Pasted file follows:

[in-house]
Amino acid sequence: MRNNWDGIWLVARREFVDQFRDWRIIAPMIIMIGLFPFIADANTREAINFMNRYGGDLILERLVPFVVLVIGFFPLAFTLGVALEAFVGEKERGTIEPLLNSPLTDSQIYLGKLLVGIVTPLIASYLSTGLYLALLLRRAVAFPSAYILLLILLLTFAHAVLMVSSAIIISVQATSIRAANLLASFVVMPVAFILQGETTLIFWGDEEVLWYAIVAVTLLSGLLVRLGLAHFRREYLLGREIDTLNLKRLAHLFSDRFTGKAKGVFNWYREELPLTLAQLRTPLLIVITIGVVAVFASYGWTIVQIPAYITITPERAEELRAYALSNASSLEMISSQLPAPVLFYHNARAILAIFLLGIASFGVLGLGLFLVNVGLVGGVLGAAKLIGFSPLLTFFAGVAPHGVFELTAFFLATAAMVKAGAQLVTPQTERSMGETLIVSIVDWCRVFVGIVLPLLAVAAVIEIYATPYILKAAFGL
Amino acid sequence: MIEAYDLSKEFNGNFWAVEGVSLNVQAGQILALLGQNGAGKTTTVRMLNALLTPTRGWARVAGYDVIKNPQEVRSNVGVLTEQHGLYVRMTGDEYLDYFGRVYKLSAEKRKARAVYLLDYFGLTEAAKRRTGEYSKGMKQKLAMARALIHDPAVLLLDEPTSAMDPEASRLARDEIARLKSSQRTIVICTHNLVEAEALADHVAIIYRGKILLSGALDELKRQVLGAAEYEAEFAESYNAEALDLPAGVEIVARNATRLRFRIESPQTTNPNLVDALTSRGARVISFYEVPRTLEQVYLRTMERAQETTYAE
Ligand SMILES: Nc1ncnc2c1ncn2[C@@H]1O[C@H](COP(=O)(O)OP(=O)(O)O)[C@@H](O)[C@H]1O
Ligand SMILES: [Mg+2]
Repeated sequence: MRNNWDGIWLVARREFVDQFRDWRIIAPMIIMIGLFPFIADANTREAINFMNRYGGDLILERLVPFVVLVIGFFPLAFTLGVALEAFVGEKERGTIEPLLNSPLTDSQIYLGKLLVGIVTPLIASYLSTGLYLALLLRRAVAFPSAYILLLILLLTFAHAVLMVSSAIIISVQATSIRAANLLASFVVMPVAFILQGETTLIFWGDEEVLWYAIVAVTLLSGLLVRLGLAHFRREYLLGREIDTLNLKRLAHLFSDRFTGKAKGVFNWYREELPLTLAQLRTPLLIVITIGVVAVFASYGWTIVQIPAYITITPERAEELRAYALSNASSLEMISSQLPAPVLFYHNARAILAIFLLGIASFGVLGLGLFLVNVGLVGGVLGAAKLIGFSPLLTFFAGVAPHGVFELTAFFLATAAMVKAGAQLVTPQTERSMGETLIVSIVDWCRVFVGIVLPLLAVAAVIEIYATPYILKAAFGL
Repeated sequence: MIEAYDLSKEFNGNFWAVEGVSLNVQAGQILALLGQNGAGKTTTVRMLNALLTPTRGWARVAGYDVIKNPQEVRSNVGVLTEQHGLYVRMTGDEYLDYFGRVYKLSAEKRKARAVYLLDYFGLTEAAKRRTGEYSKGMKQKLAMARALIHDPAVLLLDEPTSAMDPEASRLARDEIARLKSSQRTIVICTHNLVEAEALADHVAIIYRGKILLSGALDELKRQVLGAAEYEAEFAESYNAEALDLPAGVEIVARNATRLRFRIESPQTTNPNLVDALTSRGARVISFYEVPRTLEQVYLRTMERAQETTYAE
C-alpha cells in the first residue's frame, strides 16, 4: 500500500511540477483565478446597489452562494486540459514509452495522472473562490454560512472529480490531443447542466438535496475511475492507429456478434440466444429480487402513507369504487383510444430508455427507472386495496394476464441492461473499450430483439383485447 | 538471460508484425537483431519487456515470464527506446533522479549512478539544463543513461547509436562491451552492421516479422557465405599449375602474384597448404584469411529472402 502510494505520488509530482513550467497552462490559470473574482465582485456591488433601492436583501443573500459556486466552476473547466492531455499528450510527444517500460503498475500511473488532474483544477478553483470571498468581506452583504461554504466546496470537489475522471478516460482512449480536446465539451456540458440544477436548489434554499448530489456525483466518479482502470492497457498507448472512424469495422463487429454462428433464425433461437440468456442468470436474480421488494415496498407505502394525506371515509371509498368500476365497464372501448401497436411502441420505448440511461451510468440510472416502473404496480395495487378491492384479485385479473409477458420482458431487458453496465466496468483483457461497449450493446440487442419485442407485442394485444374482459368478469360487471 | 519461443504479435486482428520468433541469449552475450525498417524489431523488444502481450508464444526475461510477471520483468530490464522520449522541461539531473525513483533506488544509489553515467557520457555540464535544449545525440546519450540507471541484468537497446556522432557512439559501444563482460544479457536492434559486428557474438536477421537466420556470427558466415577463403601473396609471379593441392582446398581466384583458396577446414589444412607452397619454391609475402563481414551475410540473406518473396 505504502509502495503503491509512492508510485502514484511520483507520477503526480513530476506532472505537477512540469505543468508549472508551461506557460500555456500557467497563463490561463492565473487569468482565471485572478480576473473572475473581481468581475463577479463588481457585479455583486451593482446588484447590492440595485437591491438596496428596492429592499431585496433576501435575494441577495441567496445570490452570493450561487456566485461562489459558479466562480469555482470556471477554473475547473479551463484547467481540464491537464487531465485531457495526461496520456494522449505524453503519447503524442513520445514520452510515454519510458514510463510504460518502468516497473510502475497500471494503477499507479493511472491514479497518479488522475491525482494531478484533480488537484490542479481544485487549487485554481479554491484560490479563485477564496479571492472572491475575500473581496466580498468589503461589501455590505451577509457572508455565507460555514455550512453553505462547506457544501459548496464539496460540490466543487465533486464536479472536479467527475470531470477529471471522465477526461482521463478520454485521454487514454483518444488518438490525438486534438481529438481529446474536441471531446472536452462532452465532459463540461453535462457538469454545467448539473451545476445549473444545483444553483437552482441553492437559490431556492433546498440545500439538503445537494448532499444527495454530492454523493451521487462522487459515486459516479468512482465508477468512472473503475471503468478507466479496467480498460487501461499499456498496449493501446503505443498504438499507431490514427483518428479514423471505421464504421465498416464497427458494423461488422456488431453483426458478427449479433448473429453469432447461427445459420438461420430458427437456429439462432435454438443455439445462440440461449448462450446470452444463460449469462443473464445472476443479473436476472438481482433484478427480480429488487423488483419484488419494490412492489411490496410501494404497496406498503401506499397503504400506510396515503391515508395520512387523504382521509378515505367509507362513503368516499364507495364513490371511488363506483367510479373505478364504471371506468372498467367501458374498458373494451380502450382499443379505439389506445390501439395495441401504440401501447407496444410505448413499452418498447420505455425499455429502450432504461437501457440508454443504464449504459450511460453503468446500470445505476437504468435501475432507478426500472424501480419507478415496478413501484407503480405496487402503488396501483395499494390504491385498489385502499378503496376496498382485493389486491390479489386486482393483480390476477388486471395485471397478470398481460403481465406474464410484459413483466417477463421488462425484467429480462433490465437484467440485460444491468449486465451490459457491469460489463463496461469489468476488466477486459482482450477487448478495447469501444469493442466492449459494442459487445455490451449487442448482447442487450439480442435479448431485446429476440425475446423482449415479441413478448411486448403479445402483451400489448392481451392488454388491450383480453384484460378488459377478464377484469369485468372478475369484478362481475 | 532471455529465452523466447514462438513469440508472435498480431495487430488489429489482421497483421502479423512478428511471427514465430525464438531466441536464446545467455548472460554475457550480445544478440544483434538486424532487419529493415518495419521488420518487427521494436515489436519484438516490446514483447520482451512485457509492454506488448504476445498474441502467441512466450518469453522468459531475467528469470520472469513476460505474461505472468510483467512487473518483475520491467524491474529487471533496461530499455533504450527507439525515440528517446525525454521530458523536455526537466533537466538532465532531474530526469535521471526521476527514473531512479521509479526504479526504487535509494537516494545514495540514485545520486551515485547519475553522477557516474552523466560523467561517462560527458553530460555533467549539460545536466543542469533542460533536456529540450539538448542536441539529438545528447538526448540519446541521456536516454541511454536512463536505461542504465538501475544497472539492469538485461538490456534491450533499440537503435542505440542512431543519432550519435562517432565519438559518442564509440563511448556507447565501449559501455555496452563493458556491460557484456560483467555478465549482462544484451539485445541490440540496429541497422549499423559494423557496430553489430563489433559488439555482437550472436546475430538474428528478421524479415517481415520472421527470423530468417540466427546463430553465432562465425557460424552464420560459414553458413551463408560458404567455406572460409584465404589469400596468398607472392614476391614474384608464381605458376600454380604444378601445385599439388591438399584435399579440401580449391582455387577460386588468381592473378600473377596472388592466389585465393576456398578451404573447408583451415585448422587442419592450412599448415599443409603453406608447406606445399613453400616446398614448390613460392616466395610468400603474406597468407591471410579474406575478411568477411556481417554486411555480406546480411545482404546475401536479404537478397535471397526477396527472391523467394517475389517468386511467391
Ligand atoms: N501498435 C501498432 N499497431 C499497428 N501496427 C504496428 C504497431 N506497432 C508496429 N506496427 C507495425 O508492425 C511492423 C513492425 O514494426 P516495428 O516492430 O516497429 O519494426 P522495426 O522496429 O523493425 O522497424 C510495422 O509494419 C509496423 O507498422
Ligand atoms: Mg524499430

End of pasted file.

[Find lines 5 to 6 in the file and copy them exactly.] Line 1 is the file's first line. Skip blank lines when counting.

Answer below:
Ligand SMILES: [Mg+2]
Repeated sequence: MRNNWDGIWLVARREFVDQFRDWRIIAPMIIMIGLFPFIADANTREAINFMNRYGGDLILERLVPFVVLVIGFFPLAFTLGVALEAFVGEKERGTIEPLLNSPLTDSQIYLGKLLVGIVTPLIASYLSTGLYLALLLRRAVAFPSAYILLLILLLTFAHAVLMVSSAIIISVQATSIRAANLLASFVVMPVAFILQGETTLIFWGDEEVLWYAIVAVTLLSGLLVRLGLAHFRREYLLGREIDTLNLKRLAHLFSDRFTGKAKGVFNWYREELPLTLAQLRTPLLIVITIGVVAVFASYGWTIVQIPAYITITPERAEELRAYALSNASSLEMISSQLPAPVLFYHNARAILAIFLLGIASFGVLGLGLFLVNVGLVGGVLGAAKLIGFSPLLTFFAGVAPHGVFELTAFFLATAAMVKAGAQLVTPQTERSMGETLIVSIVDWCRVFVGIVLPLLAVAAVIEIYATPYILKAAFGL